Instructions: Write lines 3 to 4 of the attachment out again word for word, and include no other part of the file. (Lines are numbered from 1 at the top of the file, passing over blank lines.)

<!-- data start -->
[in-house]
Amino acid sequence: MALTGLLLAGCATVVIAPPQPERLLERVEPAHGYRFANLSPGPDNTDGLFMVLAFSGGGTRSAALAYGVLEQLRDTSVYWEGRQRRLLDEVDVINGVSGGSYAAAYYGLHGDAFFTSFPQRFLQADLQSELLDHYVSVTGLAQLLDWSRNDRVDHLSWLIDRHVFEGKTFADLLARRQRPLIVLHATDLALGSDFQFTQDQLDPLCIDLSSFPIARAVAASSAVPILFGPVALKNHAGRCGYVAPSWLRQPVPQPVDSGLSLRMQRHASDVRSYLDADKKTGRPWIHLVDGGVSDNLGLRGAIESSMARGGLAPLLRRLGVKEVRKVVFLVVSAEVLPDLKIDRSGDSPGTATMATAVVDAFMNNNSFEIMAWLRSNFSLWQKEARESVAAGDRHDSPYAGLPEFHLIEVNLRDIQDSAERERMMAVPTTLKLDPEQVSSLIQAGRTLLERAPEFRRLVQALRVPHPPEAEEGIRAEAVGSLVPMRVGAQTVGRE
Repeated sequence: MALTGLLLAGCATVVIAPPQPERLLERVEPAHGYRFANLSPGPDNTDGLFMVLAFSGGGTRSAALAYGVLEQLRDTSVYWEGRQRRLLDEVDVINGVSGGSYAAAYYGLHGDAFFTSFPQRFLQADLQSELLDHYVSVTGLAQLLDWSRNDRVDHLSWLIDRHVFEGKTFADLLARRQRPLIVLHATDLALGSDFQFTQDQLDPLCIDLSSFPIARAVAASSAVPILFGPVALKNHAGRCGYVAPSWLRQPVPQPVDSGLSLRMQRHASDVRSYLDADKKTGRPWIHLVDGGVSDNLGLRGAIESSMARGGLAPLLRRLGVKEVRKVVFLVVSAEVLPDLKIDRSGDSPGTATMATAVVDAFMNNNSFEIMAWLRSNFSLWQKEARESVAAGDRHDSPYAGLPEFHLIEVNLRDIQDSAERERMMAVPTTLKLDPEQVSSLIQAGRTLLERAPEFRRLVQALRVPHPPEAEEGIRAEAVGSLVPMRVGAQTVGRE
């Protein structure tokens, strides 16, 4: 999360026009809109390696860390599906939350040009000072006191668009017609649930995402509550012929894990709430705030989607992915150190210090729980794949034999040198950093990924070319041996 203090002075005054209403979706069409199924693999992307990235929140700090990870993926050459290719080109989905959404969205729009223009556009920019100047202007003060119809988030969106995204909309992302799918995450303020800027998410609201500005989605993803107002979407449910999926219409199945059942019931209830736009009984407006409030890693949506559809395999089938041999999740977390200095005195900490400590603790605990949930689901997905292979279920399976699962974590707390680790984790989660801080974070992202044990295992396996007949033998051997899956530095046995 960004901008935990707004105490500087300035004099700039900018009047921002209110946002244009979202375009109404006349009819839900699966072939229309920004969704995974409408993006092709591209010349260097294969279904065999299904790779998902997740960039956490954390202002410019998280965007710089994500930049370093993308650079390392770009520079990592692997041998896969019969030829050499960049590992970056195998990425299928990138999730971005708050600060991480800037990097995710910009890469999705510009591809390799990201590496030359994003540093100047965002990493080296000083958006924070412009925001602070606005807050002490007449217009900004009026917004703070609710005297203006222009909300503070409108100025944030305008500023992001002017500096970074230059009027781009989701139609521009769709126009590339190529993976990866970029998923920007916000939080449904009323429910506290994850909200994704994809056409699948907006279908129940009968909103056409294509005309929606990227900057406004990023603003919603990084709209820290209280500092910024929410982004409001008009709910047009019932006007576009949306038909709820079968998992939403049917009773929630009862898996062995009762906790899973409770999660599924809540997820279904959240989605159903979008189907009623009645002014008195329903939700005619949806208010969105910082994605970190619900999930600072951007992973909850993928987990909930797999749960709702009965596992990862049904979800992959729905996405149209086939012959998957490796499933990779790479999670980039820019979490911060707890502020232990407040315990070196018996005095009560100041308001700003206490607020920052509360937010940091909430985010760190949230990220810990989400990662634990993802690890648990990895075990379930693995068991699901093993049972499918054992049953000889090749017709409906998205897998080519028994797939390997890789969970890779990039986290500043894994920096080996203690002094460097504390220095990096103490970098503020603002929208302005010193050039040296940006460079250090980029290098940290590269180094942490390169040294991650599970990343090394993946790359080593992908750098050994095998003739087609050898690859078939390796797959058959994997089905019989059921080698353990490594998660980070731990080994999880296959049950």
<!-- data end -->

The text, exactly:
Repeated sequence: MALTGLLLAGCATVVIAPPQPERLLERVEPAHGYRFANLSPGPDNTDGLFMVLAFSGGGTRSAALAYGVLEQLRDTSVYWEGRQRRLLDEVDVINGVSGGSYAAAYYGLHGDAFFTSFPQRFLQADLQSELLDHYVSVTGLAQLLDWSRNDRVDHLSWLIDRHVFEGKTFADLLARRQRPLIVLHATDLALGSDFQFTQDQLDPLCIDLSSFPIARAVAASSAVPILFGPVALKNHAGRCGYVAPSWLRQPVPQPVDSGLSLRMQRHASDVRSYLDADKKTGRPWIHLVDGGVSDNLGLRGAIESSMARGGLAPLLRRLGVKEVRKVVFLVVSAEVLPDLKIDRSGDSPGTATMATAVVDAFMNNNSFEIMAWLRSNFSLWQKEARESVAAGDRHDSPYAGLPEFHLIEVNLRDIQDSAERERMMAVPTTLKLDPEQVSSLIQAGRTLLERAPEFRRLVQALRVPHPPEAEEGIRAEAVGSLVPMRVGAQTVGRE
């Protein structure tokens, strides 16, 4: 999360026009809109390696860390599906939350040009000072006191668009017609649930995402509550012929894990709430705030989607992915150190210090729980794949034999040198950093990924070319041996 203090002075005054209403979706069409199924693999992307990235929140700090990870993926050459290719080109989905959404969205729009223009556009920019100047202007003060119809988030969106995204909309992302799918995450303020800027998410609201500005989605993803107002979407449910999926219409199945059942019931209830736009009984407006409030890693949506559809395999089938041999999740977390200095005195900490400590603790605990949930689901997905292979279920399976699962974590707390680790984790989660801080974070992202044990295992396996007949033998051997899956530095046995 960004901008935990707004105490500087300035004099700039900018009047921002209110946002244009979202375009109404006349009819839900699966072939229309920004969704995974409408993006092709591209010349260097294969279904065999299904790779998902997740960039956490954390202002410019998280965007710089994500930049370093993308650079390392770009520079990592692997041998896969019969030829050499960049590992970056195998990425299928990138999730971005708050600060991480800037990097995710910009890469999705510009591809390799990201590496030359994003540093100047965002990493080296000083958006924070412009925001602070606005807050002490007449217009900004009026917004703070609710005297203006222009909300503070409108100025944030305008500023992001002017500096970074230059009027781009989701139609521009769709126009590339190529993976990866970029998923920007916000939080449904009323429910506290994850909200994704994809056409699948907006279908129940009968909103056409294509005309929606990227900057406004990023603003919603990084709209820290209280500092910024929410982004409001008009709910047009019932006007576009949306038909709820079968998992939403049917009773929630009862898996062995009762906790899973409770999660599924809540997820279904959240989605159903979008189907009623009645002014008195329903939700005619949806208010969105910082994605970190619900999930600072951007992973909850993928987990909930797999749960709702009965596992990862049904979800992959729905996405149209086939012959998957490796499933990779790479999670980039820019979490911060707890502020232990407040315990070196018996005095009560100041308001700003206490607020920052509360937010940091909430985010760190949230990220810990989400990662634990993802690890648990990895075990379930693995068991699901093993049972499918054992049953000889090749017709409906998205897998080519028994797939390997890789969970890779990039986290500043894994920096080996203690002094460097504390220095990096103490970098503020603002929208302005010193050039040296940006460079250090980029290098940290590269180094942490390169040294991650599970990343090394993946790359080593992908750098050994095998003739087609050898690859078939390796797959058959994997089905019989059921080698353990490594998660980070731990080994999880296959049950």